Could vagus nerve stimulation target hippocampal hyperactivity to improve cognition in schizophrenia?
- 1Neuroscience Program, University of Colorado Anschutz Medical Campus, Aurora, CO, USA
- 2Research Service, Denver Veterans Affairs Medical Center, Denver, CO, USA
- 3Department of Psychiatry, University of Colorado Anschutz Medical Campus, Aurora, CO, USA
Despite the fact that cognitive function is the best predictor of functional outcome and quality of life in schizophrenia (1), cognitive symptoms remain poorly treated in the illness. A myriad of cognitive domains are affected, including selective and sustained attention, working memory, episodic memory, processing speed, executive function, and social cognition (2). Patients consequently suffer from high unemployment rates (80%) and most are unable to live independently (30%) (3). Clearly, new treatments are needed.
One strategy for developing new interventions for these symptoms is to focus on treatments that may target biological indicators (“biomarkers”) of cognitive dysfunction. Recently, our laboratory found that resting-state hyperactivity of the hippocampus (as examined by functional magnetic resonance imaging) was strongly predictive of poor cognition in schizophrenia patients (4). This finding, along with previous studies that have demonstrated increased hippocampal blood flow (5), blood volume (6, 7), and hyperactivity during sensory processing (8, 9) in the disease suggests that hippocampal hyperactivity may be a biomarker for cognitive dysfunction in the illness (10). Loss of inhibitory signaling in the hippocampus is also hypothesized to play a role in sensory filtering deficits in schizophrenia (11), one of the most prominent electrophysiological features of the disease. This loss is thought to be conveyed through reduced nicotinic (12, 13) and/or GABAergic (14) signaling. It follows that interventions that reduce hippocampal hyperactivity may have therapeutic benefit in schizophrenia.
First developed in the 1980s for epilepsy, vagus nerve stimulation (VNS) may be a promising method for targeting hippocampal hyperactivity and improving cognition in schizophrenia. The vagus nerve (VN) is the longest cranial nerve, extending from the brain to the abdominal cavity. Although the VN is traditionally thought to primarily mediate central nervous system control of parasympathetic function, in actuality the VN consists of 80% afferent signals (from external organs to the brain) and 20% efferent signals (from the brain to organs) (15). VNS is most commonly achieved by surgical implantation of a stimulating, current-carrying wire around the nerve in the neck (16). The wire is intermittently stimulated by a battery-operated generator that is implanted in the left chest wall. Stimulation is directional (going to the brain), minimizing potential side effects from the VN’s efferent projections. Stimulus parameters (e.g., stimulus intensity, frequency, and duration) can be programed by a physician to maximize efficacy. More recently, a non-surgical method of VNS known as transcutaneous VNS (t-VNS) has been developed, in which the auricular branch of the VN is stimulated by electrodes placed on the outer ear (17–19). This stimulation site is in close proximity to an acupuncture site that may stimulate the VN in a similar manner (20). Interestingly, a number of studies have shown poor parasympathetic regulation of autonomic function in schizophrenia (21–26), suggesting that hypoactive VN function may contribute to disease pathophysiology.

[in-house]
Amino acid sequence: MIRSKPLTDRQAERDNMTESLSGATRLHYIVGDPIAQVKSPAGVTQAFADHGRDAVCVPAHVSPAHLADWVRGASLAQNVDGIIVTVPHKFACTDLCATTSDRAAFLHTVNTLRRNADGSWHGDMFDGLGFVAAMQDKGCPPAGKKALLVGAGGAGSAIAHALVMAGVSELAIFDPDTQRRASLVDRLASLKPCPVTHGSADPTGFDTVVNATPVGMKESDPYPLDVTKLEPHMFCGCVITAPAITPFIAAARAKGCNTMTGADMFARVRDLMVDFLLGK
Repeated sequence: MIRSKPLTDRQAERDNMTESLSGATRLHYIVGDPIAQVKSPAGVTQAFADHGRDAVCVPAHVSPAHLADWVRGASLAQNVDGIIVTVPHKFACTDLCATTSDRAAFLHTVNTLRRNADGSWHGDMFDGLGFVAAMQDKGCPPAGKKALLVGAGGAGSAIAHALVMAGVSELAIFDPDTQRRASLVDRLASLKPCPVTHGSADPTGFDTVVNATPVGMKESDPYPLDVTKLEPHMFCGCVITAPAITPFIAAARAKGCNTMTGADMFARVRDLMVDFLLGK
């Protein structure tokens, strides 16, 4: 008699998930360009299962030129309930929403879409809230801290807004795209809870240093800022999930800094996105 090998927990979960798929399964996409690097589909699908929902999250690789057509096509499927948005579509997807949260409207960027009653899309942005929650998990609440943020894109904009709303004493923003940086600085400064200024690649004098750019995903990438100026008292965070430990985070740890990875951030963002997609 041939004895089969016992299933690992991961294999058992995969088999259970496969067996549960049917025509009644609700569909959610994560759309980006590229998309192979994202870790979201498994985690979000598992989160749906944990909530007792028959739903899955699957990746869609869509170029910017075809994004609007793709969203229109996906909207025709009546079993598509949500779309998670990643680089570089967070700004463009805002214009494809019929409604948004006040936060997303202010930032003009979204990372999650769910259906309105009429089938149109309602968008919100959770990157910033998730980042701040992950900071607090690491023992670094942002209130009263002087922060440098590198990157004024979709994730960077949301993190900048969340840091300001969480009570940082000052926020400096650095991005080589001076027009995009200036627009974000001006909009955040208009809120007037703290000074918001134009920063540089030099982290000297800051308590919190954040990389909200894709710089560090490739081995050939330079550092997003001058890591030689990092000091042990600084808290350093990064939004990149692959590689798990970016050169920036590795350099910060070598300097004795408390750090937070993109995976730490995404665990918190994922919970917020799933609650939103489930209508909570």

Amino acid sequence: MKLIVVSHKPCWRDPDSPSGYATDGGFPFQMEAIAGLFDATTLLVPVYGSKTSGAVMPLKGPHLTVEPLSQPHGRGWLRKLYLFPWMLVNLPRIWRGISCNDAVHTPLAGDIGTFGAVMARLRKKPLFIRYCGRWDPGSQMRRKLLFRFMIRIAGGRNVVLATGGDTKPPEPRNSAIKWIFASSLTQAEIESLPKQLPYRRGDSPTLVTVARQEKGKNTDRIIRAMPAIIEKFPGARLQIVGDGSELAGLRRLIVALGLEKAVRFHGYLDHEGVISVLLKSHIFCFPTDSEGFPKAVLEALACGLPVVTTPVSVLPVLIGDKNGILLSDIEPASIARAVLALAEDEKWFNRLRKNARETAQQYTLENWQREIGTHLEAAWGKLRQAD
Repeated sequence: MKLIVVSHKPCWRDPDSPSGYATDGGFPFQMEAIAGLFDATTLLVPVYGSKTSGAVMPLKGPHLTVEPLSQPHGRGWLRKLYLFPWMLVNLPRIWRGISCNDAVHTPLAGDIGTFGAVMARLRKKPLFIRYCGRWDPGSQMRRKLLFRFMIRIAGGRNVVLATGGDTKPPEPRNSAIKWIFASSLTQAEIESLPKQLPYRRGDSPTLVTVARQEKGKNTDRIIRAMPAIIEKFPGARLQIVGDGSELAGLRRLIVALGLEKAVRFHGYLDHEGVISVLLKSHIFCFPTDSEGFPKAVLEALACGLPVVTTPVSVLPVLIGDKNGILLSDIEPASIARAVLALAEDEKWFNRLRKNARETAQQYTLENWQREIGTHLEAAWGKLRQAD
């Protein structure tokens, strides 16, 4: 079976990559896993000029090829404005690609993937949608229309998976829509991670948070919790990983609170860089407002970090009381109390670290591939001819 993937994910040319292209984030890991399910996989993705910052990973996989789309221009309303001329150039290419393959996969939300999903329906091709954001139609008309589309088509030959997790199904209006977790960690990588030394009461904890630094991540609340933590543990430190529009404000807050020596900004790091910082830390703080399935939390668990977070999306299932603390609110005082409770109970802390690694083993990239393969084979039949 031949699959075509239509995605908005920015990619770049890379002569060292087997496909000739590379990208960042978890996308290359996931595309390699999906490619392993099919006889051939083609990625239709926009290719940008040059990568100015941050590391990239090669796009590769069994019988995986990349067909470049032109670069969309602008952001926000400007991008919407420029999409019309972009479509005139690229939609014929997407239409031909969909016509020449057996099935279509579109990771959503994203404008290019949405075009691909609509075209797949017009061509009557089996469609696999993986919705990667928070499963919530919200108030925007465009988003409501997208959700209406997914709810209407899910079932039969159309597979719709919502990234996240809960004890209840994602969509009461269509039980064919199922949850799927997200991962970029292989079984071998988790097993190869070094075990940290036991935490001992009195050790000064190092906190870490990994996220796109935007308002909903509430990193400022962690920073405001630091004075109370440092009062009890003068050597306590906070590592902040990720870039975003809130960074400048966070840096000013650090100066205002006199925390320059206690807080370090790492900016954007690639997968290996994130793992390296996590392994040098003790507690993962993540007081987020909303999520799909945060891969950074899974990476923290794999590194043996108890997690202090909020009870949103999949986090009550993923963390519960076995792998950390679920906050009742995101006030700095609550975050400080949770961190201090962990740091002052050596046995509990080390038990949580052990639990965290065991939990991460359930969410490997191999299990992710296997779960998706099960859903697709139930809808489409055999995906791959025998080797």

By using VNS in combination with various functional neuroimaging techniques, researchers have frequently examined how VNS affects human brain activity. One of the most consistent neurophysiological effects of VNS is decreased hippocampal activity, possibly through enhancement of GABAergic signaling (27). As shown in Table 1, decreased hippocampal activity after VNS has been reported in over 15 studies (18, 28–44), although some others have not reported significant effects (45, 46). Remarkably, this effect has been observed in epileptic patients, depressed patients, and healthy subjects, suggesting that VNS may decrease hippocampal activity independent of the pathological state of the subject. Most relevant to schizophrenia, a recent in vivo electrophysiology study using the methylazoxymethanol acetate (MAM) rodent model of schizophrenia found decreased hippocampal hyperactivity in rats after 2 weeks VNS treatment (44). Furthermore, deep brain stimulation-induced reduction of hippocampal hyperactivity improves cognitive flexibility in the MAM rat model (47), suggesting that hyperactivity of the region may be targeted to improve cognition in schizophrenia.